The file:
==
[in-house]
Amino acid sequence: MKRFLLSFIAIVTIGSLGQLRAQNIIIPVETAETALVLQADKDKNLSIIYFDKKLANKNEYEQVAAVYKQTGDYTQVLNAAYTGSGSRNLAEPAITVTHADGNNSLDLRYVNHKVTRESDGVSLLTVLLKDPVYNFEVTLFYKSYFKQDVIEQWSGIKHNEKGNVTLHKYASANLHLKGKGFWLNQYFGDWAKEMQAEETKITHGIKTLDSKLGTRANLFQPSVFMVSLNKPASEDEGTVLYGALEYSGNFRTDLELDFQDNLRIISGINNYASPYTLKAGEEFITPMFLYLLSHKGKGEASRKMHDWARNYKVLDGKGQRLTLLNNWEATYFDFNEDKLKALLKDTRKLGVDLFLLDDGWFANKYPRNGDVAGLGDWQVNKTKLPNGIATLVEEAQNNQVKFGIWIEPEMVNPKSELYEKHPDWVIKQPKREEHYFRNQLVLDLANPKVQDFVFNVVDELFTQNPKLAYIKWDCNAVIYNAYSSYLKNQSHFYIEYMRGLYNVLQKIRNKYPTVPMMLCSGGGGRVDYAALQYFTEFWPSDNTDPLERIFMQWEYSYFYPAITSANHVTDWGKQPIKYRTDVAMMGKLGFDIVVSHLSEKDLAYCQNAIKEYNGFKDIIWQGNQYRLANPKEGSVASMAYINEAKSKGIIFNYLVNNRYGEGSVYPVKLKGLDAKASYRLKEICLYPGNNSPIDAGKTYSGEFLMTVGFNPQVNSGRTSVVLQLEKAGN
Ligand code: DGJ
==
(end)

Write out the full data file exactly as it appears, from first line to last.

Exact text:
[in-house]
Amino acid sequence: MKRFLLSFIAIVTIGSLGQLRAQNIIIPVETAETALVLQADKDKNLSIIYFDKKLANKNEYEQVAAVYKQTGDYTQVLNAAYTGSGSRNLAEPAITVTHADGNNSLDLRYVNHKVTRESDGVSLLTVLLKDPVYNFEVTLFYKSYFKQDVIEQWSGIKHNEKGNVTLHKYASANLHLKGKGFWLNQYFGDWAKEMQAEETKITHGIKTLDSKLGTRANLFQPSVFMVSLNKPASEDEGTVLYGALEYSGNFRTDLELDFQDNLRIISGINNYASPYTLKAGEEFITPMFLYLLSHKGKGEASRKMHDWARNYKVLDGKGQRLTLLNNWEATYFDFNEDKLKALLKDTRKLGVDLFLLDDGWFANKYPRNGDVAGLGDWQVNKTKLPNGIATLVEEAQNNQVKFGIWIEPEMVNPKSELYEKHPDWVIKQPKREEHYFRNQLVLDLANPKVQDFVFNVVDELFTQNPKLAYIKWDCNAVIYNAYSSYLKNQSHFYIEYMRGLYNVLQKIRNKYPTVPMMLCSGGGGRVDYAALQYFTEFWPSDNTDPLERIFMQWEYSYFYPAITSANHVTDWGKQPIKYRTDVAMMGKLGFDIVVSHLSEKDLAYCQNAIKEYNGFKDIIWQGNQYRLANPKEGSVASMAYINEAKSKGIIFNYLVNNRYGEGSVYPVKLKGLDAKASYRLKEICLYPGNNSPIDAGKTYSGEFLMTVGFNPQVNSGRTSVVLQLEKAGN
Ligand code: DGJ